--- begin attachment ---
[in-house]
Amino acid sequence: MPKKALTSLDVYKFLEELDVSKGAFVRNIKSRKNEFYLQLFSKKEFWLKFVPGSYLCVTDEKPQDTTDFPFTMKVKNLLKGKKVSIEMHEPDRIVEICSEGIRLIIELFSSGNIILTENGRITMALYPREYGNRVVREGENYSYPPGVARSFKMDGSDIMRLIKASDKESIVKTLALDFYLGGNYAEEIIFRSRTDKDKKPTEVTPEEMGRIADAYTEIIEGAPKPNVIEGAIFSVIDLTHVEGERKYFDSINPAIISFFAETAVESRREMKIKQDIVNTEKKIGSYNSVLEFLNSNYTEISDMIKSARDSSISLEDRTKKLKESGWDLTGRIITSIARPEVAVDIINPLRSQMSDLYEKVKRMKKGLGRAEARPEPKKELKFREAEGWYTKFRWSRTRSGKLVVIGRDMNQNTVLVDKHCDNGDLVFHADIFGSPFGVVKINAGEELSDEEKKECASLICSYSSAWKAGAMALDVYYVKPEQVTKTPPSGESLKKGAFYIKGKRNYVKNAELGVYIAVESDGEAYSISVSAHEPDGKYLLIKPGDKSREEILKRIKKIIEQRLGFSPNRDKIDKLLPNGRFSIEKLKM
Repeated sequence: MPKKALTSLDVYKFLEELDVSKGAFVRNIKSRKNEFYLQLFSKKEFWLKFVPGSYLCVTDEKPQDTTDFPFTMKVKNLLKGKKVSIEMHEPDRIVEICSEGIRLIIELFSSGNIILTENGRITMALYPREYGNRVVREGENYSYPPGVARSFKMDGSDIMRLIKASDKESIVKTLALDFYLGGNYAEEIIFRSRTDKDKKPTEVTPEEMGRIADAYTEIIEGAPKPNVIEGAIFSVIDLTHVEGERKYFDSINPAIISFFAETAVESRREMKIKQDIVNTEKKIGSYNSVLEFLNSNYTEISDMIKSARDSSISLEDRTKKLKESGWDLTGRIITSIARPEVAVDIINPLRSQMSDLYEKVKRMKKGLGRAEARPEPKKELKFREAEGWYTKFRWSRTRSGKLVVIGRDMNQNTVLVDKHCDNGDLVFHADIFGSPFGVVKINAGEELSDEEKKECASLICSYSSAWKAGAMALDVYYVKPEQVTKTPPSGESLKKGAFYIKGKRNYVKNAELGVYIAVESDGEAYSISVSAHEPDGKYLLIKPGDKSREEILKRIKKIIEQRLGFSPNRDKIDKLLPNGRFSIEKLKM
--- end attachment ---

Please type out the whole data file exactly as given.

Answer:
[in-house]
Amino acid sequence: MPKKALTSLDVYKFLEELDVSKGAFVRNIKSRKNEFYLQLFSKKEFWLKFVPGSYLCVTDEKPQDTTDFPFTMKVKNLLKGKKVSIEMHEPDRIVEICSEGIRLIIELFSSGNIILTENGRITMALYPREYGNRVVREGENYSYPPGVARSFKMDGSDIMRLIKASDKESIVKTLALDFYLGGNYAEEIIFRSRTDKDKKPTEVTPEEMGRIADAYTEIIEGAPKPNVIEGAIFSVIDLTHVEGERKYFDSINPAIISFFAETAVESRREMKIKQDIVNTEKKIGSYNSVLEFLNSNYTEISDMIKSARDSSISLEDRTKKLKESGWDLTGRIITSIARPEVAVDIINPLRSQMSDLYEKVKRMKKGLGRAEARPEPKKELKFREAEGWYTKFRWSRTRSGKLVVIGRDMNQNTVLVDKHCDNGDLVFHADIFGSPFGVVKINAGEELSDEEKKECASLICSYSSAWKAGAMALDVYYVKPEQVTKTPPSGESLKKGAFYIKGKRNYVKNAELGVYIAVESDGEAYSISVSAHEPDGKYLLIKPGDKSREEILKRIKKIIEQRLGFSPNRDKIDKLLPNGRFSIEKLKM
Repeated sequence: MPKKALTSLDVYKFLEELDVSKGAFVRNIKSRKNEFYLQLFSKKEFWLKFVPGSYLCVTDEKPQDTTDFPFTMKVKNLLKGKKVSIEMHEPDRIVEICSEGIRLIIELFSSGNIILTENGRITMALYPREYGNRVVREGENYSYPPGVARSFKMDGSDIMRLIKASDKESIVKTLALDFYLGGNYAEEIIFRSRTDKDKKPTEVTPEEMGRIADAYTEIIEGAPKPNVIEGAIFSVIDLTHVEGERKYFDSINPAIISFFAETAVESRREMKIKQDIVNTEKKIGSYNSVLEFLNSNYTEISDMIKSARDSSISLEDRTKKLKESGWDLTGRIITSIARPEVAVDIINPLRSQMSDLYEKVKRMKKGLGRAEARPEPKKELKFREAEGWYTKFRWSRTRSGKLVVIGRDMNQNTVLVDKHCDNGDLVFHADIFGSPFGVVKINAGEELSDEEKKECASLICSYSSAWKAGAMALDVYYVKPEQVTKTPPSGESLKKGAFYIKGKRNYVKNAELGVYIAVESDGEAYSISVSAHEPDGKYLLIKPGDKSREEILKRIKKIIEQRLGFSPNRDKIDKLLPNGRFSIEKLKM